Nonetheless, a total of 315 students graduated from the college that many considered one of the best, if not the best, veterinary institution in North America at the time.
McEachran had a multifaceted career in additional to his role as an educator. He developed the first animal quarantine system for Canada at a time with increased transatlantic movement of livestock was increasing and foot-and-mouth disease was present in Britain. In 1876, he was appointed the chief livestock inspector for Canada and set up quarantine stations that later become a model for the US system. Four years earlier, New York City authorities had invited McEachran to find ways to combat the severe influenza outbreak in horses that had paralyzed the city in what was often referred to as the great equine epizootic of 1872.
By the 1890’s, McEachran branched into controlling tuberculosis through tuberculin testing. Twenty years before the practice was accepted, he recommended a system for producing and distributing milk in Montreal. Within the professional organizations for veterinary medicine, he worked with Andrew Smith to improve the training of graduate veterinarians, and to reduce the possibility of charlatans from plying their trade. His writings and political action were instrumental in creating the Board of Veterinary Surgeons for the Province of Quebec.
In later life, his entrepreneurial spirit led him to areas of financial profit as a stockbreeder, when he helped establish two of the largest ranches in western Canada.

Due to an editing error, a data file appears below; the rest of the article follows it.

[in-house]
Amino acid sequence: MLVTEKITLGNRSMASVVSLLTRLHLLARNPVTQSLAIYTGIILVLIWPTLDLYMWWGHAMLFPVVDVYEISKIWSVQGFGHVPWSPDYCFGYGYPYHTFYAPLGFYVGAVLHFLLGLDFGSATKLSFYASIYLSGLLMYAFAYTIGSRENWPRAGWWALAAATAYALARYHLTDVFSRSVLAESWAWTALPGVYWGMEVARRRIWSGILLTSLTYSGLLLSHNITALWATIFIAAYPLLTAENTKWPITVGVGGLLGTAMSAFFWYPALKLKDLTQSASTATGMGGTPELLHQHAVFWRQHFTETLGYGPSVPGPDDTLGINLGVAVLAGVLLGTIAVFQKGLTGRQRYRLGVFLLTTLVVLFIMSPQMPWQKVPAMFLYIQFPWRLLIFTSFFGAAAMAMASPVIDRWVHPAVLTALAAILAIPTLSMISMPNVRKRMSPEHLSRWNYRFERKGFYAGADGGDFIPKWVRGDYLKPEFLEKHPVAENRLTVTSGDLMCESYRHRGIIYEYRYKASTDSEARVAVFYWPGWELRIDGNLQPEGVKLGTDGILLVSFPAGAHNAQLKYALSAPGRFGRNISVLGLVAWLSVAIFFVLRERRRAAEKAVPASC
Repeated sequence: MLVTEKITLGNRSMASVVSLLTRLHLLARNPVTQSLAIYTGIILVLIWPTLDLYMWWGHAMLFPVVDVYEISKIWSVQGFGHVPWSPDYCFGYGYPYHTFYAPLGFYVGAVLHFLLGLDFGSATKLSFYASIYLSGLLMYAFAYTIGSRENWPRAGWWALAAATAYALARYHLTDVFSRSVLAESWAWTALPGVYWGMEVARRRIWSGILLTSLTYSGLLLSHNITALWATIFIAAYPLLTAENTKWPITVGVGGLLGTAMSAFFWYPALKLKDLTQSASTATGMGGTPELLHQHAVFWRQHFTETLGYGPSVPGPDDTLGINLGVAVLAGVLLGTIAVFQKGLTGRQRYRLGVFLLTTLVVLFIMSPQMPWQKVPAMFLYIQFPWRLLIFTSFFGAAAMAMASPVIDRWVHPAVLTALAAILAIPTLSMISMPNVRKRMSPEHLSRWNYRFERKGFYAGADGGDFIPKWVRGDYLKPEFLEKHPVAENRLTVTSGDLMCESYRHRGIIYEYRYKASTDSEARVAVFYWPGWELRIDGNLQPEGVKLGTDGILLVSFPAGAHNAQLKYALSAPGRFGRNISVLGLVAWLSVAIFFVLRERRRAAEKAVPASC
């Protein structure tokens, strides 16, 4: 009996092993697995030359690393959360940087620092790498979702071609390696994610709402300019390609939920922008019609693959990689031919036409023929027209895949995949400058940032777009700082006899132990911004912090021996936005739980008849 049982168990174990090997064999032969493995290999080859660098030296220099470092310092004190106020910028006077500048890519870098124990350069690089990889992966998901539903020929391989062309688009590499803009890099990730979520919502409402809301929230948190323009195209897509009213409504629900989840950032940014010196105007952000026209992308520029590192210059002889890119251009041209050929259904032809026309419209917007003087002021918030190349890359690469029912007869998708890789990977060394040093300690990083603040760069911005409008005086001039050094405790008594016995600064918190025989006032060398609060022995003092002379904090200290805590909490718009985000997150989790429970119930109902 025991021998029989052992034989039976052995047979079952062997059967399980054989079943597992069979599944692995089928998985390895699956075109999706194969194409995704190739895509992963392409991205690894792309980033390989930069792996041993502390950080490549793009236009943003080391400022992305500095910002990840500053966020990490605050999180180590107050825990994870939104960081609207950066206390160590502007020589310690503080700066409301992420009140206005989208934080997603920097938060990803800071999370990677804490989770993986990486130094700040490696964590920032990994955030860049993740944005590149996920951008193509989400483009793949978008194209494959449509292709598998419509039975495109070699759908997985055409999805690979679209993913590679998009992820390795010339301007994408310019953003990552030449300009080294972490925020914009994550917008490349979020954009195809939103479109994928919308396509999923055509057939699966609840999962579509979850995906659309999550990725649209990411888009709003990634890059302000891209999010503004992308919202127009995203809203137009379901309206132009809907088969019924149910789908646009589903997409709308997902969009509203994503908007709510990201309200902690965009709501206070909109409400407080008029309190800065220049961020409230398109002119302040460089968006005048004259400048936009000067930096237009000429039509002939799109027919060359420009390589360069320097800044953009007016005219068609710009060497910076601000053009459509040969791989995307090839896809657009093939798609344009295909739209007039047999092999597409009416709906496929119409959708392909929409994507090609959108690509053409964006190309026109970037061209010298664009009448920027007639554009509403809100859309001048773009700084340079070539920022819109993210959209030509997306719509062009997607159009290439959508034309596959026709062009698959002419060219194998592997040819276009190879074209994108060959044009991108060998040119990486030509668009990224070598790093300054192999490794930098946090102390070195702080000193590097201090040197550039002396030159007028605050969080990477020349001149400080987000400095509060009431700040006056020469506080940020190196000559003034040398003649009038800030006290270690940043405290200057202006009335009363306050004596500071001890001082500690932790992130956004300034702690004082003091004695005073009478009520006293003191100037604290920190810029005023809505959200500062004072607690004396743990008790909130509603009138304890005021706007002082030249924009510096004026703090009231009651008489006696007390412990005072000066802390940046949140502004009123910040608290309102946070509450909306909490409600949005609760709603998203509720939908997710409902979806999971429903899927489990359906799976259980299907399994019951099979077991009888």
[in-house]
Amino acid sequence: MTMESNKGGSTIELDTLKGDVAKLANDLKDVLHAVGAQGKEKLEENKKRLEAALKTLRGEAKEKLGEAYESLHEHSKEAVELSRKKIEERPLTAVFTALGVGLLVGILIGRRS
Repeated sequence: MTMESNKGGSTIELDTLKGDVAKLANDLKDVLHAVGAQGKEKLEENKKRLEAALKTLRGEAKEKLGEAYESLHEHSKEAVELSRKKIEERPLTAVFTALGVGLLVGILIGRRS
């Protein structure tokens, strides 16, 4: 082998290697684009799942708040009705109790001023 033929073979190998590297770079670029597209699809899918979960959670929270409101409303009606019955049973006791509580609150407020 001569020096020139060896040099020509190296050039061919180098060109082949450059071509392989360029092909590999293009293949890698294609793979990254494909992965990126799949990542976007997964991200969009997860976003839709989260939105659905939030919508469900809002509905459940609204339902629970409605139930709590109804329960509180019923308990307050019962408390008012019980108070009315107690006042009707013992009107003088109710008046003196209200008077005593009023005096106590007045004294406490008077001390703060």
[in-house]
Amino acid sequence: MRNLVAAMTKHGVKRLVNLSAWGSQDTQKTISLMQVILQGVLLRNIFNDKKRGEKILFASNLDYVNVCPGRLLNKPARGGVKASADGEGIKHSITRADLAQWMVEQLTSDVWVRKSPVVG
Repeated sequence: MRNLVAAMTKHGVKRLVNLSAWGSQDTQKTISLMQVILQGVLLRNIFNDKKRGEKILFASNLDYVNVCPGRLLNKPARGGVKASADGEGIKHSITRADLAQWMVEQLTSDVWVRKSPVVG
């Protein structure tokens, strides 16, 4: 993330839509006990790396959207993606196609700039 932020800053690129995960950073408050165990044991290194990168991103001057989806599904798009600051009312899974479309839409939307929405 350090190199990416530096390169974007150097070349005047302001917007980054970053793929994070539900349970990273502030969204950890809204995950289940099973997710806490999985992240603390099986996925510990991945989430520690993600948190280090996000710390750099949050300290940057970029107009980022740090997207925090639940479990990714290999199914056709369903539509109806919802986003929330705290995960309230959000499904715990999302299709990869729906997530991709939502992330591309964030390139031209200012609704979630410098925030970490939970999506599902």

Like so many other events in veterinary history, sometimes programs close and other times the full expression of peoples’ talents and passions are never realized for other reasons. I think of the untimely closure of Harvard’s Veterinary College in 1901, the dismissal of Daniel Salmon from the Bureau of Animal Industry in the same decade, the death (was it really of natural causes?) of Pennsylvania’s Dean Leonard Pearson, the decision to keep Cornell’s veterinary college in Ithaca, rather than have it join its partner medical school when it moved to New York City, the tragic rule of anti-Semitism over rationality in the closure of Middlesex University in the 1940s. The list goes on.
The closure of McGill’s Faculty of Comparative Medicine is one of the great tragedies in the history of veterinary medicine. Another way to think of McEachran’s lost impact could be imagined if he had come to the US after the turn of the century, and landed at one of the veterinary colleges in New York City (perhaps Columbia or New York University, for example) or at the University of Pennsylvania, or maybe even in Washington, what a different world veterinary medicine would be today. One can only dream of the impact he could have had on the development of veterinary medicine and One Health, both as an individual, and through his continued association with physicians like William Osler.
Dr. Smith welcomes comments at email@example.com